Double Vision (cont.)
Patricia S. Bainter, MD
Dr. Bainter is a board-certified ophthalmologist. She received her BA from Pomona College in Claremont, CA, and her MD from the University of Colorado in Denver, CO. She completed an internal medicine internship at St. Joseph Hospital in Denver, CO, followed by an ophthalmology residency and a cornea and external disease fellowship, both at the University of Colorado. She became board certified by the American Board of Ophthalmology in 1998 and recertified in 2008. She is a fellow of the American Academy of Ophthalmology. Dr. Bainter practices general ophthalmology including cataract surgery and management of corneal and anterior segment diseases. She has volunteered in eye clinics in the Dominican Republic and Bosnia. She currently practices at One to One Eye Care in San Diego, CA.
William C. Shiel Jr., MD, FACP, FACR
Dr. Shiel received a Bachelor of Science degree with honors from the University of Notre Dame. There he was involved in research in radiation biology and received the Huisking Scholarship. After graduating from St. Louis University School of Medicine, he completed his Internal Medicine residency and Rheumatology fellowship at the University of California, Irvine. He is board-certified in Internal Medicine and Rheumatology.
In this Article
- What is double vision?
- What causes double vision?
- What are the symptoms and signs of double vision?
- How is the cause of double vision diagnosed?
- What is the treatment for double vision?
- Can double vision be prevented?
- What is the prognosis for double vision?
- Find a local Doctor in your town
What is the treatment for double vision?
Once the underlying cause has been determined, treatment can be tailored to the underlying cause.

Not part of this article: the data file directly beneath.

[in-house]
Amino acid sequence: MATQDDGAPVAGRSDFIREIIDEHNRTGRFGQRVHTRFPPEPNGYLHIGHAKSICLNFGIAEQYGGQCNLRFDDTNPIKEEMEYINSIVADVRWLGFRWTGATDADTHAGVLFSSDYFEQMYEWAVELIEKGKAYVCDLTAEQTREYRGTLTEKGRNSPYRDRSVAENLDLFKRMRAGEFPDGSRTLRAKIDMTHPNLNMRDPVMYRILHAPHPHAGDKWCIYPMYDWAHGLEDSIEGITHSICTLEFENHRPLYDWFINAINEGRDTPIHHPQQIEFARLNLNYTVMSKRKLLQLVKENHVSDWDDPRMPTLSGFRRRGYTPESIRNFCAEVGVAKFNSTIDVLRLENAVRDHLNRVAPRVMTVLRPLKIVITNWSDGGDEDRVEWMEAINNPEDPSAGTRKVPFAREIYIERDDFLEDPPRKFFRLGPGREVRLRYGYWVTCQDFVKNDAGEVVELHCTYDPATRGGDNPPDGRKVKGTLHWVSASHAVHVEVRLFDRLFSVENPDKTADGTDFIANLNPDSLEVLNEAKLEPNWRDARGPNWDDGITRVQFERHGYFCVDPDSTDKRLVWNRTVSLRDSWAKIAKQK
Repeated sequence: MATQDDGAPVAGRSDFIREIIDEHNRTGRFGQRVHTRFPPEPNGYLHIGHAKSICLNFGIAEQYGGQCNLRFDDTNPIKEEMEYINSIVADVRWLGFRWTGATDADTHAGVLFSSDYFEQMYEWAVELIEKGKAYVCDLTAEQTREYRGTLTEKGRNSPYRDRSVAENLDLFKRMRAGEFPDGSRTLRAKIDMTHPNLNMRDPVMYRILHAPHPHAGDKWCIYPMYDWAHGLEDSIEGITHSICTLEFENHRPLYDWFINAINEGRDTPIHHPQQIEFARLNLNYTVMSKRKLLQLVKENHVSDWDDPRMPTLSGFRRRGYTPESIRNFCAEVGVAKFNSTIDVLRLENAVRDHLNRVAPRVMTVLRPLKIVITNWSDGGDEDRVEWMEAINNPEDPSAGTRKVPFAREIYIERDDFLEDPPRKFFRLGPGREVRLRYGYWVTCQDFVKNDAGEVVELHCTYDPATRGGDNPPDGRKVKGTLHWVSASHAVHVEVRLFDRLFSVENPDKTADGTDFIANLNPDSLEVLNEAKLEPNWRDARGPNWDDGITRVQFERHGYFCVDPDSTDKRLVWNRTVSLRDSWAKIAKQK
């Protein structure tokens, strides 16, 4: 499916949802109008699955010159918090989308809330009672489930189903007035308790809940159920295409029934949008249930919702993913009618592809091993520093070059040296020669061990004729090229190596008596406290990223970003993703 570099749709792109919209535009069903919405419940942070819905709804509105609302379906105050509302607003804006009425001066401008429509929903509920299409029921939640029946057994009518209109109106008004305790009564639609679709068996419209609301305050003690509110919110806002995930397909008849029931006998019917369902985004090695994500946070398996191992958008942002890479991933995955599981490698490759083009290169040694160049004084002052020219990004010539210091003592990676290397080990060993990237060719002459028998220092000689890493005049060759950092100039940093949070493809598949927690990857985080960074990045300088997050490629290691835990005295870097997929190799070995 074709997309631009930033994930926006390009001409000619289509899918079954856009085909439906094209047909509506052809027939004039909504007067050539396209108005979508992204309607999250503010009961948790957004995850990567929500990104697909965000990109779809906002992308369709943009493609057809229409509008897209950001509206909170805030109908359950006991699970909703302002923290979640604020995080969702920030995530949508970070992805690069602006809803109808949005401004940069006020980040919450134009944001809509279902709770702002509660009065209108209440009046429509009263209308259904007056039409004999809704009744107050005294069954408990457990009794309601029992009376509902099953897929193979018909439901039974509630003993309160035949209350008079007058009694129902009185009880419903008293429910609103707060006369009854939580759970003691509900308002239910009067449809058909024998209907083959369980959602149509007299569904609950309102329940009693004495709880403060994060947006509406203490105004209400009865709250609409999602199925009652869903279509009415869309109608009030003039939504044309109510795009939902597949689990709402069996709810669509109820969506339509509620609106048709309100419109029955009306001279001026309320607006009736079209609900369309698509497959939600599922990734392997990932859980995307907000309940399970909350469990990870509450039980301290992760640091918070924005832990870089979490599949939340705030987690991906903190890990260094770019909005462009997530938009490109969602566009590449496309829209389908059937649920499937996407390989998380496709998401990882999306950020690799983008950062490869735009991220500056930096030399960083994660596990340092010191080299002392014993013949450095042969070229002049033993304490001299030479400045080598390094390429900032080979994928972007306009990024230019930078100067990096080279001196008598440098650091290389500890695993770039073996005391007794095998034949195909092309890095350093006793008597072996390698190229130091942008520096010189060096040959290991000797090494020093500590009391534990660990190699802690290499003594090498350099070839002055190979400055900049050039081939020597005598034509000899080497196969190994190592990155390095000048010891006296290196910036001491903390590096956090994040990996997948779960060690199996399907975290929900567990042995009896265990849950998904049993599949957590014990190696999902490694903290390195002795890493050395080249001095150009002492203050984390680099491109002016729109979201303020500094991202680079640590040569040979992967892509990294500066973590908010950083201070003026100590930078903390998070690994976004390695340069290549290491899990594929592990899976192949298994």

Most causes of monocular diplopia stem from poor focusing of light by the eye, and treatment is thus aimed at correcting the underlying cause of the blur. For example, refractive errors (myopia, hyperopia, astigmatism) can be corrected with glasses or contact lenses, dry eye with artificial tears and/or tear duct plugs, and cataracts (clouding of the natural lens) with surgery. Other conditions that interfere with proper focusing of light include corneal warping or scars and retinal conditions such as epiretinal membranes. Treatments are tailored to the specific condition believed to be causing the blurred images. Rarely is the underlying cause a medical emergency in cases of monocular diplopia.
Binocular diplopia on the other hand is produced by a misalignment of the eyes which can be caused by life-threatening conditions. For example, aneurysms, strokes, trauma, and cancers can interfere with the nerves that control the extraocular muscles (the muscles that move the eyes in different direction of gaze, much like the strings on a marionette). Diseases such as myasthenia gravis can interfere with the communication between the nerves and the eye muscles. And the eye muscles themselves can be damaged or compressed by conditions such as thyroid disease, orbital inflammations, vascular disease (as seen with diabetes and high blood pressure), and others. Following traumatic fracture of the orbital bones, muscles and orbital tissue may be trapped in the fracture, leading to misalignment due to restriction of eye movement in certain gaze directions. Sometimes the cause is relatively harmless, such as when the eye muscles or neurologic signals to the muscles weaken with fatigue or illness. Convergence insufficiency, or inability to align the eyes when focusing on a near object, is a common benign cause of intermittent binocular diplopia that can often be treated with glasses with prisms.
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